After years of serving his city and saving its citizens, Mr Incredible aka Bob Parr (Nelson) is forced to hang up his superhero clobber, thanks to the slew of lawsuits being taken out against his peers. Though he's still prone to doing a little undercover work with his buddy Lucius (Jackson), Bob can't stand the daily grind of his insurance gig. His two kids aren't exactly fitting in with the superhero-fearing world either, the resentment they feel beginning to fester within the home, run by the uber chirpy Helen (Hunter, fantastic). But when Bob gets an opportunity to become Mr Incredible again, he seizes it with both hands, not imaging the consequences of his actions.
For a film that the kids will flock to, The Incredibles is surprisingly mature thematically - mid-life crisises, martial disharmony and unfulfilled potential are just some of the subjects that The Simpsons' old boy Brad Bird is most interested in. Eschewing the photo-realism approach, the film's animation is dizzyingly complex but strangely familiar, combining cutting edge technology with a warmth and witty delivery. The only downside is that at almost two hours, The Incredibles is a trifle long and probably could have done with 15 minutes trimmed off, but that's a minor, almost inconsequential quibble when you're faced with a film as sparkling and inventive as this. Utterly marvellous.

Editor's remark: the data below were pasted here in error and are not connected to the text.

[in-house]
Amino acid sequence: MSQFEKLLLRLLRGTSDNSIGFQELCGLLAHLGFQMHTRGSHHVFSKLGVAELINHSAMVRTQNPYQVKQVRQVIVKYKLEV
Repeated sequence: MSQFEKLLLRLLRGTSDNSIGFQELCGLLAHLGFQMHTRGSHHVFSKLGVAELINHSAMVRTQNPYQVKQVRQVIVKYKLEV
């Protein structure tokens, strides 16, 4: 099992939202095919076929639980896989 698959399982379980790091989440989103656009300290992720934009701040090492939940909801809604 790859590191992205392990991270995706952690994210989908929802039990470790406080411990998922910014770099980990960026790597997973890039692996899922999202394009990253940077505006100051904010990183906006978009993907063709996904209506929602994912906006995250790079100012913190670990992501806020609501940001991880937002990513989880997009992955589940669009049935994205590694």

Review by Garreth Murphy | 09:00 | Tuesday 23rd November 2004 | Movie Review
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